The fall rush of laptop announcements is upon us, thanks to Intel announcing their latest 11th generation Core processor, codenamed Tiger Lake, and packaged as part of the Intel Evo program. Today Lenovo is announcing the new ThinkPad X1 Nano, featuring Intel’s Evo platform, as well as a few tweaks to the traditional ThinkPad design.

Lenovo ThinkPad X1 Nano
Component X1 Nano
CPU Up to 11th Gen Intel Core i7
Memory Up to 16 GB LPDDR4x
Display 13-inch 2160x1350 Dolby Vision
100% sRGB 450-nit
With or without Touch
Storage Up to 1 TB PCIe NVMe
Wireless Intel AX201 Wi-Fi 6
Bluetooth 5.0
I/O Thunderbolt 4 x 2
Headset 3.5mm
Webcam IR with Human Presence
Battery 48 Wh
Up to 65-Watt Type-C Adapter
Dimensions 292.8 x 207.7 x 13.87 mm
11.5 x 8.15 x 0.55 inches
Weight Starting at 962 grams / 2.12 lbs
Starting Price (USD) $1,399
Availability Q4 2020

Powering the new ThinkPad X1 Nano will be Intel’s newest 10 nm design, Tiger Lake, with up to a Core i7 processor. That also means it will feature the full 96 Execution Unit Intel Iris Xe graphics, and up to 16 GB of LPDDR4x memory. The X1 Nano will offer up to 1 TB of PCIe storage, and the 48 Wh battery is rated up to 17.3 hours.

Lenovo has finally made the jump back to 16:10 displays, with the X1 Nano featuring a 13-inch panel with a somewhat odd, but effective, 2160x1350 display. This “2K” display is a nice step up over a more traditional 1920x1200, coming in at 195 pixels-per-inch. It may seem like a small jump over the 170 pixels-per-inch of the 1920x1200, but will allow 200% scaling to work perfectly. It also won’t impact the battery life as dramatically as a “4K” panel would, so it seems like a nice balance. As seems to be the norm with Lenovo displays of late, this 100% sRGB panel features Dolby Vision, and can be had with or without touch.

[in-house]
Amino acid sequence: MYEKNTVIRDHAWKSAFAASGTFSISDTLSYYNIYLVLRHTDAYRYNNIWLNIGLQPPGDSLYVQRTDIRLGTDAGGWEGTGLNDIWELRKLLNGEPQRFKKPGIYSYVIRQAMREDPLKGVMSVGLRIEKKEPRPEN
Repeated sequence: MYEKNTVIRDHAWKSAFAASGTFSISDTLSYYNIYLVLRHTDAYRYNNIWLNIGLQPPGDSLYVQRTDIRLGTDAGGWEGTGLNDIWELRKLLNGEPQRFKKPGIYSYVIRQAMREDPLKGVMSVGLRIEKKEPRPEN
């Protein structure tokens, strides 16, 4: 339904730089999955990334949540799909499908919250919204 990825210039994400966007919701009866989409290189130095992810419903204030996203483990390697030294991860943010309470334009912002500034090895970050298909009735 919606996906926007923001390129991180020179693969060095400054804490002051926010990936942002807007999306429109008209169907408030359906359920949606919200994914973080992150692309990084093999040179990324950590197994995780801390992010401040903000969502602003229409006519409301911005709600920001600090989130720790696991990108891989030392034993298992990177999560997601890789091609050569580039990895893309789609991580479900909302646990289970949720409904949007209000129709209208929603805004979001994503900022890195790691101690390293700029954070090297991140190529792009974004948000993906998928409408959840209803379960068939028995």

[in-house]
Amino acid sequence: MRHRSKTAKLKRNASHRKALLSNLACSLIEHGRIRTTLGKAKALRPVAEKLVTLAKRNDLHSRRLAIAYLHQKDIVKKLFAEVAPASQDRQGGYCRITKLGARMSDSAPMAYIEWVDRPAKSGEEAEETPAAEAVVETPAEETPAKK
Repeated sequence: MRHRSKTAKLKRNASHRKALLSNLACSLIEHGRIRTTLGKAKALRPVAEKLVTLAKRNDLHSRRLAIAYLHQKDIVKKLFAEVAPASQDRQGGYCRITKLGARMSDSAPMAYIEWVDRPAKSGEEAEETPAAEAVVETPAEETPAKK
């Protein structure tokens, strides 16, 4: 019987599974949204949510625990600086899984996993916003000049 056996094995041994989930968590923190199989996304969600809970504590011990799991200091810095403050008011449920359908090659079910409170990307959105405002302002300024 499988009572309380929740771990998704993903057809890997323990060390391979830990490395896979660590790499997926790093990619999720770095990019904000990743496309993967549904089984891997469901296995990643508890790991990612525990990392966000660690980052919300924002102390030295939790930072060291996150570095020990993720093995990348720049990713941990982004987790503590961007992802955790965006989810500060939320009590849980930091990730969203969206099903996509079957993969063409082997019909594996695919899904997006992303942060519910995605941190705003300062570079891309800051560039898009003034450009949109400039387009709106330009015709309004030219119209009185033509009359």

The new laptop is also light. The ThinkPad X1 Nano weighs in at just 2.12 lbs. The device measures in at 11.5 x 8.15 x 0.55 inches, so it is not the thinnest, nor the lightest, but it is close.

There is plenty of connectivity as well, with Lenovo outfitting the X1 Nano with two Thunderbolt 4 ports. Not only does Thunderbolt 4 offer more performance, security, and features compared to Thunderbolt 3, it also provides full access to data, power, and video guaranteed in every port, unlike USB which has a long list of optional features.

Lenovo is implementing Intel’s Wi-Fi 6 solution, which is of course part of the Intel Evo platform, but they are enhancing that with LTE 5G CAT20 for those that need network on the go.

As a proper ThinkPad, the X1 Nano also takes security seriously, with a dTPM 2.0 chip, IR camera and Match on Chip fingerprint reader for Windows Hello logins, and a ThinkShutter camera cover.

The new X1 Nano will be available in Q4 2020, starting at $1399.

Source: Lenovo


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  • psychobriggsy - Tuesday, September 29, 2020 - link

    Still no definitive release dates for Tiger Lake devices?

    This is undoubtedly a very nice laptop, but it's clear that TGL devices will be very expensive, as that $1399 is not for the high end i7 configuration, and as the memory is "up to" as well, then that must be 8GB at this price.